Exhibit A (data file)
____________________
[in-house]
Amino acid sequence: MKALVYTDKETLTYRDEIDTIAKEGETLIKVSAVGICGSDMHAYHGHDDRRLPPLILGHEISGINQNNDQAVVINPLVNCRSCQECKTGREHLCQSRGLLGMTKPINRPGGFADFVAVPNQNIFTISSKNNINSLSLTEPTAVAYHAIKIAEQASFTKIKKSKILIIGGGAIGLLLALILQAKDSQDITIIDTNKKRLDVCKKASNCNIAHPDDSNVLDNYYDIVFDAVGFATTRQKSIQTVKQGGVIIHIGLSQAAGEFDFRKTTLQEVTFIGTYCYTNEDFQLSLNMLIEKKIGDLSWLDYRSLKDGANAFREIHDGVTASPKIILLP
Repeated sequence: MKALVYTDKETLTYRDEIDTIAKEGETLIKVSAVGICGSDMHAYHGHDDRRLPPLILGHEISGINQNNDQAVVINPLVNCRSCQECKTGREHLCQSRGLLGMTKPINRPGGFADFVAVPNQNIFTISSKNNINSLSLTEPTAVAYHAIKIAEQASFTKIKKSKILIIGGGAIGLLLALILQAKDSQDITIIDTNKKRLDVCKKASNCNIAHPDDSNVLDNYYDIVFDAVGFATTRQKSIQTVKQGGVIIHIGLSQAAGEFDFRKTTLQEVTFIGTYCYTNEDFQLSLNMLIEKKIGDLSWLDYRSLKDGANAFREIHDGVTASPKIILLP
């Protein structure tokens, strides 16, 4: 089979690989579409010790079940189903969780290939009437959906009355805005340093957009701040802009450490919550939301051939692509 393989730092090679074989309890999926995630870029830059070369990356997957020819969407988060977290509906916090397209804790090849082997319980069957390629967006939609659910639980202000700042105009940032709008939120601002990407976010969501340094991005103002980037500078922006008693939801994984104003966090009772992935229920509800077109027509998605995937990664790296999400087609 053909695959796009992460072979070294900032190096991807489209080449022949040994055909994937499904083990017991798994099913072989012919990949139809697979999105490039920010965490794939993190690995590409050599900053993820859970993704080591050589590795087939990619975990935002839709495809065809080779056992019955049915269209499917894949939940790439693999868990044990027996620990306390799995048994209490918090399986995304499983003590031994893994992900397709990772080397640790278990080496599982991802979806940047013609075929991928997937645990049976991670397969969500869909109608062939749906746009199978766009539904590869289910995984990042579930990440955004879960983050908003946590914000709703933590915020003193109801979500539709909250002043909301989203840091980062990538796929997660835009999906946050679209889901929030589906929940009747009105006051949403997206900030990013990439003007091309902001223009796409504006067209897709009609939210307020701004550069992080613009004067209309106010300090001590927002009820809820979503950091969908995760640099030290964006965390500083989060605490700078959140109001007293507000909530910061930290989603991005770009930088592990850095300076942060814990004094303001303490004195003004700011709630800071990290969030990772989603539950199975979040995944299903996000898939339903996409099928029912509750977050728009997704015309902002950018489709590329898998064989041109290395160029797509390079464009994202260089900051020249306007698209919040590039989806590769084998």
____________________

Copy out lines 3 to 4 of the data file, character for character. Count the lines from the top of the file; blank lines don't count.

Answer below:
Repeated sequence: MKALVYTDKETLTYRDEIDTIAKEGETLIKVSAVGICGSDMHAYHGHDDRRLPPLILGHEISGINQNNDQAVVINPLVNCRSCQECKTGREHLCQSRGLLGMTKPINRPGGFADFVAVPNQNIFTISSKNNINSLSLTEPTAVAYHAIKIAEQASFTKIKKSKILIIGGGAIGLLLALILQAKDSQDITIIDTNKKRLDVCKKASNCNIAHPDDSNVLDNYYDIVFDAVGFATTRQKSIQTVKQGGVIIHIGLSQAAGEFDFRKTTLQEVTFIGTYCYTNEDFQLSLNMLIEKKIGDLSWLDYRSLKDGANAFREIHDGVTASPKIILLP
């Protein structure tokens, strides 16, 4: 089979690989579409010790079940189903969780290939009437959906009355805005340093957009701040802009450490919550939301051939692509 393989730092090679074989309890999926995630870029830059070369990356997957020819969407988060977290509906916090397209804790090849082997319980069957390629967006939609659910639980202000700042105009940032709008939120601002990407976010969501340094991005103002980037500078922006008693939801994984104003966090009772992935229920509800077109027509998605995937990664790296999400087609 053909695959796009992460072979070294900032190096991807489209080449022949040994055909994937499904083990017991798994099913072989012919990949139809697979999105490039920010965490794939993190690995590409050599900053993820859970993704080591050589590795087939990619975990935002839709495809065809080779056992019955049915269209499917894949939940790439693999868990044990027996620990306390799995048994209490918090399986995304499983003590031994893994992900397709990772080397640790278990080496599982991802979806940047013609075929991928997937645990049976991670397969969500869909109608062939749906746009199978766009539904590869289910995984990042579930990440955004879960983050908003946590914000709703933590915020003193109801979500539709909250002043909301989203840091980062990538796929997660835009999906946050679209889901929030589906929940009747009105006051949403997206900030990013990439003007091309902001223009796409504006067209897709009609939210307020701004550069992080613009004067209309106010300090001590927002009820809820979503950091969908995760640099030290964006965390500083989060605490700078959140109001007293507000909530910061930290989603991005770009930088592990850095300076942060814990004094303001303490004195003004700011709630800071990290969030990772989603539950199975979040995944299903996000898939339903996409099928029912509750977050728009997704015309902002950018489709590329898998064989041109290395160029797509390079464009994202260089900051020249306007698209919040590039989806590769084998």